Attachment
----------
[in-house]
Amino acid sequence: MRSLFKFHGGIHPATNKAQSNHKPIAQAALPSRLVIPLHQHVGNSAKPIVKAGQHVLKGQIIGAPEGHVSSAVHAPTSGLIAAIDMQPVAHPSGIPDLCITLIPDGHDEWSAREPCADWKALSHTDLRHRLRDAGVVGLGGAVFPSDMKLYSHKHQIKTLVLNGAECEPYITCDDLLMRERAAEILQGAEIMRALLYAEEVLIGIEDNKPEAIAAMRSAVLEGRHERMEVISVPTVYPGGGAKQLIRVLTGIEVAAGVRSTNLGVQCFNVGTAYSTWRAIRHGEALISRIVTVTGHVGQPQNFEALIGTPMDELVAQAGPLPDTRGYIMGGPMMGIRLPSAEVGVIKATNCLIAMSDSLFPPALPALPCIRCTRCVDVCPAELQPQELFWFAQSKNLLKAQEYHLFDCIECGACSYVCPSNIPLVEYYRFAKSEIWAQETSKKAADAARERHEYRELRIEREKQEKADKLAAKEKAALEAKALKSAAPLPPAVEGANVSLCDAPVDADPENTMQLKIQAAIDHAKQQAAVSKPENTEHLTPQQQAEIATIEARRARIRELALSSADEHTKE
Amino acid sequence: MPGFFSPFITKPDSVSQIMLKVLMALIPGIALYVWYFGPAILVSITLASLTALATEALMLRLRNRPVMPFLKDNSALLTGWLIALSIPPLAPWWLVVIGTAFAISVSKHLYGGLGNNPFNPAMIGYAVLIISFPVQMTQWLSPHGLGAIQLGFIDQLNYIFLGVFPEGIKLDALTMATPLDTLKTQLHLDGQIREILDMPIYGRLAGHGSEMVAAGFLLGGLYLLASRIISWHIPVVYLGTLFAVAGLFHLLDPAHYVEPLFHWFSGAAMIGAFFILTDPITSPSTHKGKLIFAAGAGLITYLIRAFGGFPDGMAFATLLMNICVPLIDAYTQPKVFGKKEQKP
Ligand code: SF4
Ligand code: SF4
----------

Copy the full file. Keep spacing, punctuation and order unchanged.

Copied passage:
[in-house]
Amino acid sequence: MRSLFKFHGGIHPATNKAQSNHKPIAQAALPSRLVIPLHQHVGNSAKPIVKAGQHVLKGQIIGAPEGHVSSAVHAPTSGLIAAIDMQPVAHPSGIPDLCITLIPDGHDEWSAREPCADWKALSHTDLRHRLRDAGVVGLGGAVFPSDMKLYSHKHQIKTLVLNGAECEPYITCDDLLMRERAAEILQGAEIMRALLYAEEVLIGIEDNKPEAIAAMRSAVLEGRHERMEVISVPTVYPGGGAKQLIRVLTGIEVAAGVRSTNLGVQCFNVGTAYSTWRAIRHGEALISRIVTVTGHVGQPQNFEALIGTPMDELVAQAGPLPDTRGYIMGGPMMGIRLPSAEVGVIKATNCLIAMSDSLFPPALPALPCIRCTRCVDVCPAELQPQELFWFAQSKNLLKAQEYHLFDCIECGACSYVCPSNIPLVEYYRFAKSEIWAQETSKKAADAARERHEYRELRIEREKQEKADKLAAKEKAALEAKALKSAAPLPPAVEGANVSLCDAPVDADPENTMQLKIQAAIDHAKQQAAVSKPENTEHLTPQQQAEIATIEARRARIRELALSSADEHTKE
Amino acid sequence: MPGFFSPFITKPDSVSQIMLKVLMALIPGIALYVWYFGPAILVSITLASLTALATEALMLRLRNRPVMPFLKDNSALLTGWLIALSIPPLAPWWLVVIGTAFAISVSKHLYGGLGNNPFNPAMIGYAVLIISFPVQMTQWLSPHGLGAIQLGFIDQLNYIFLGVFPEGIKLDALTMATPLDTLKTQLHLDGQIREILDMPIYGRLAGHGSEMVAAGFLLGGLYLLASRIISWHIPVVYLGTLFAVAGLFHLLDPAHYVEPLFHWFSGAAMIGAFFILTDPITSPSTHKGKLIFAAGAGLITYLIRAFGGFPDGMAFATLLMNICVPLIDAYTQPKVFGKKEQKP
Ligand code: SF4
Ligand code: SF4